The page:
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After the pain, Liverpool need to invest to bridge the gap

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After the pain, Liverpool need to invest to bridge the gap
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By Simon Evans

KIEV (Reuters) – When the bitter disappointment and pain of Saturday’s 3-1 Champions League final loss to Real Madrid begins to ease Juergen Klopp will be able to reflect on a magnificent run in Europe but also on what he needs to do next to take his team to the next level.

Liverpool finished second in Europe and fourth in the Premier League and even a club with such high expectations and rich history can view that with a good deal of pride.

Events unfolded in the Ukrainian capital on Saturday in a way which will, however, leave Liverpool fans forever wondering if they missed a great opportunity to clinch a sixth European title.

The first-half exit of top-scorer Mohamed Salah with injury and the two dreadful goalkeeping errors from Loris Karius had a huge impact on the outcome of the final, along with a goal of uncommon brilliance from Real’s Gareth Bale.

But Klopp, who has now lost his last six finals as a coach, surely would not be fooled into seeing the finale to the season purely in terms of bad luck and individual errors.

While it was right and proper that his words after the game regarding keeper Loris Karius’s awful errors, which cost two goals, were sympathetic and supportive, Klopp will no doubt reflect on his decision-making over the goalkeeper position.

There have long been questions over whether German Karius, signed from Klopp’s former club Mainz, and Belgian keeper Simon Mignolet are of the standard required for a team aiming to compete at the highest level.

The pair alternated as first choice before Klopp decided, in January, to put his faith in Karius. But the cold reality is that a club of Liverpool’s stature and resources can do much better than either custodian.

It would be remarkable if they did not rectify that situation in the close-season transfer window.

Just as the January signing of Virgil van Dijk added much-needed strength, solidity and composure to a defence which has long been questioned, so Liverpool will benefit significantly from the arrival of a top class goalkeeper.


The highlights reel of Liverpool’s season will be full of wonderful goals from the Egyptian genius Salah, the speedy Senagalese Sadio Mane and crafty Brazilian Roberto Firmino who combined to rip apart Porto, Manchester City and AS Roma in the knockout stages of the Champions League.

But when Salah walked off the field in tears suffering from a shoulder injury, Liverpool’s only forward option on the bench was the inexperienced 20-year-old Dominic Solanke.

Klopp, therefore, opted for attacking midfielder Adam Lallana, who due to injury had started just three games this season and played 16 minutes in the previous six weeks.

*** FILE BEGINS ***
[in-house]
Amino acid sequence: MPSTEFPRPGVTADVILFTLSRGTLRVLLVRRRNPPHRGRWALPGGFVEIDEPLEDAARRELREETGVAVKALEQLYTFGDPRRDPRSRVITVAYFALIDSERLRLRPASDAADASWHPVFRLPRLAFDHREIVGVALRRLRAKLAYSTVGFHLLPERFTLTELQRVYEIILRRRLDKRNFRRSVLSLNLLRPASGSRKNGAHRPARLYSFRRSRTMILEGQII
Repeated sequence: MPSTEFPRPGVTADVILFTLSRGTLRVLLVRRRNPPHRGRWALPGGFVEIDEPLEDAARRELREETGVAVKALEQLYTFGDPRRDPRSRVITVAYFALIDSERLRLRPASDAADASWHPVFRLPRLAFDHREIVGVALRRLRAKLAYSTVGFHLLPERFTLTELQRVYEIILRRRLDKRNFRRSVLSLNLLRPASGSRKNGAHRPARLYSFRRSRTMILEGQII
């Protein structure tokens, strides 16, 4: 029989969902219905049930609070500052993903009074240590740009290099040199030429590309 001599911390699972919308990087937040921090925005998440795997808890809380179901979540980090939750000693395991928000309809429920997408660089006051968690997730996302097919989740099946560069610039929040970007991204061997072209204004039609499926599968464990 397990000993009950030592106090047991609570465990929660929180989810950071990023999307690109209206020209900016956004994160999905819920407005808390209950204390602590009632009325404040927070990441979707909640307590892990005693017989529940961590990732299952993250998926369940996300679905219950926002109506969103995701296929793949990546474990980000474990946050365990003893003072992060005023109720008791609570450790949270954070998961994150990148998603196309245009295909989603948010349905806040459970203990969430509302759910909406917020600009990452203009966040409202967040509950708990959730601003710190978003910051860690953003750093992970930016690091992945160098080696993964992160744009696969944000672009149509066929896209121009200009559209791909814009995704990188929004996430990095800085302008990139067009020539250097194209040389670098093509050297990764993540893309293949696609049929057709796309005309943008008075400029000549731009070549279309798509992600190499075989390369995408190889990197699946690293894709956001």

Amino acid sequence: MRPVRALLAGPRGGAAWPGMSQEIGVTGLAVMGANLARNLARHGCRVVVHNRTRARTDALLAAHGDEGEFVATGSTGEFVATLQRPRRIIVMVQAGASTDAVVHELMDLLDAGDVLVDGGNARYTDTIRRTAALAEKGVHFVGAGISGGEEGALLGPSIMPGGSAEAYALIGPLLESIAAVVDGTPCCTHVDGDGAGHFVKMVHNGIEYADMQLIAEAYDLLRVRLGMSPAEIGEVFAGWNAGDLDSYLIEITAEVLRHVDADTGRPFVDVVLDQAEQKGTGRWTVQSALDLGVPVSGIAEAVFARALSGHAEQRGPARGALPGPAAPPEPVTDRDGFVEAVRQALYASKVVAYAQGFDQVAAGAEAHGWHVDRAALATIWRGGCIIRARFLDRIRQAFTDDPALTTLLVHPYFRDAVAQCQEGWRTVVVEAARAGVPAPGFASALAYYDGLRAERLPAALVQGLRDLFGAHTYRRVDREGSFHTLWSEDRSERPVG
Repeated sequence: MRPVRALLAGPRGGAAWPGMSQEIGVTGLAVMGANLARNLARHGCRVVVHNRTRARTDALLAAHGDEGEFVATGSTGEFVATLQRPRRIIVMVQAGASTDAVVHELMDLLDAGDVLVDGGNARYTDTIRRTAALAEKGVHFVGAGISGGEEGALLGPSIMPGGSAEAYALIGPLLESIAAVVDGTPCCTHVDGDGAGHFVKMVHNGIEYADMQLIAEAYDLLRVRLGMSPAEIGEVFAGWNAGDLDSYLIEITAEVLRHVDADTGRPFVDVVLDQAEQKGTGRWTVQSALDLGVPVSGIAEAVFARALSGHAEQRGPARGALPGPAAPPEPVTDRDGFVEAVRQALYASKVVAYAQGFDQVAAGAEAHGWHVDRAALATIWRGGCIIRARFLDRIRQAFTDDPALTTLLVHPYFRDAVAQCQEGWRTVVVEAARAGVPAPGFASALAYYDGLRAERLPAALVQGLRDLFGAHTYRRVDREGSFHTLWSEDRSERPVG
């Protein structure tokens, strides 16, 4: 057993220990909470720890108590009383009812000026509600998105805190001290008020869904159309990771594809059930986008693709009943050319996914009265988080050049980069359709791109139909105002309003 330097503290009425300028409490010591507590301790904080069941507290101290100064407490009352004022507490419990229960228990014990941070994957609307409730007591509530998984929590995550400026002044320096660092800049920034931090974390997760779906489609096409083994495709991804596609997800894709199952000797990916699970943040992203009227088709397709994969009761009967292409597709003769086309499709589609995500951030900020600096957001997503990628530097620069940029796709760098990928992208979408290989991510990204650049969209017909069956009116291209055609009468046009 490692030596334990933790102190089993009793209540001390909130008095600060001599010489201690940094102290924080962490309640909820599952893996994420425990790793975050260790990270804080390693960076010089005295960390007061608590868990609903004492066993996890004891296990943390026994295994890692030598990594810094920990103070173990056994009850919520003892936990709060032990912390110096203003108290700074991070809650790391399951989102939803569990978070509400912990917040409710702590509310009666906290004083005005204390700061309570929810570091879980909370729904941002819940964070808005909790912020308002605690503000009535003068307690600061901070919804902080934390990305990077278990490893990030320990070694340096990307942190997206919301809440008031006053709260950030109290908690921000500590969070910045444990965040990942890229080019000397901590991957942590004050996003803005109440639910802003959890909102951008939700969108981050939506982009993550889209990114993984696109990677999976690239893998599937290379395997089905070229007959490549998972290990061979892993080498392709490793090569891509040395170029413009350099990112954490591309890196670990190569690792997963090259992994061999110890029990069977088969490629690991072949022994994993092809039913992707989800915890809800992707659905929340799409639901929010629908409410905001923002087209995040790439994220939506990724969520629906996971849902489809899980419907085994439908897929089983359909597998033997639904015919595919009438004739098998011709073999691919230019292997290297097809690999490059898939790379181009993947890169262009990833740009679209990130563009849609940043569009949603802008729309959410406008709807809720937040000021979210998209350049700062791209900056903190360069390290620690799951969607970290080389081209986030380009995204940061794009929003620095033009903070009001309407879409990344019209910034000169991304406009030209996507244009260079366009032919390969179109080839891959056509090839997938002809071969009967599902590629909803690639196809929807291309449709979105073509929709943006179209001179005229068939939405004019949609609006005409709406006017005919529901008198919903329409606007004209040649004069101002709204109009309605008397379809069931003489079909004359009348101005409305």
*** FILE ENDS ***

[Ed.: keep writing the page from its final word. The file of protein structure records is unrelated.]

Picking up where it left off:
Because Liverpool play with three attackers – and their system works so well with such an approach – they surely need other high-quality options in that area.

The long season that awaits, competing on multiple fronts as they hope to challenge Manchester City for the Premier League title next season, will require a squad that can allow Salah and company to be rested at times and covered for in times of injury.

Klopp has had some major successes in the transfer market and will hope that the acquisition of 23-year-old Guinean central midfielder Naby Keita from RB Leipzig will prove to be as successful as the arrival of Alex Oxlade-Chamberlain from Arsenal.

The Englishman was injured for the final and his powerful running and aggression were missed at times, especially when the game opened up in the second half.

There are doubts over the future of Emre Can with the German midfielder’s contract about to expire and if he does depart that will increase the need for another quality midfielder to compliment Jordan Henderson and James Milner, who enjoyed excellent campaigns.

The agony of the loss at the NSC Olympic Stadium and the need for Liverpool to have more cover and greater options next season, should not however diminish what has been an outstanding season from Klopp’s team.

They played a type of attacking, positive football that has been all too rare in the modern game and which won them the appreciation of neutrals across the world.

Crucially they also enjoyed three wins in their four encounters with Pep Guardiola’s Manchester City — results which suggest they are capable of launching a genuine title bid.

But they also finished 25 points behind City, suffering 12 draws in the domestic league — the joint highest of clubs in the top ten.

Klopp will know that for all the applause this season has generated there is room for improvement. His job now is to deliver that next step forward.

(Reporting by Simon Evans; editing by Sudipto Gangu;y)

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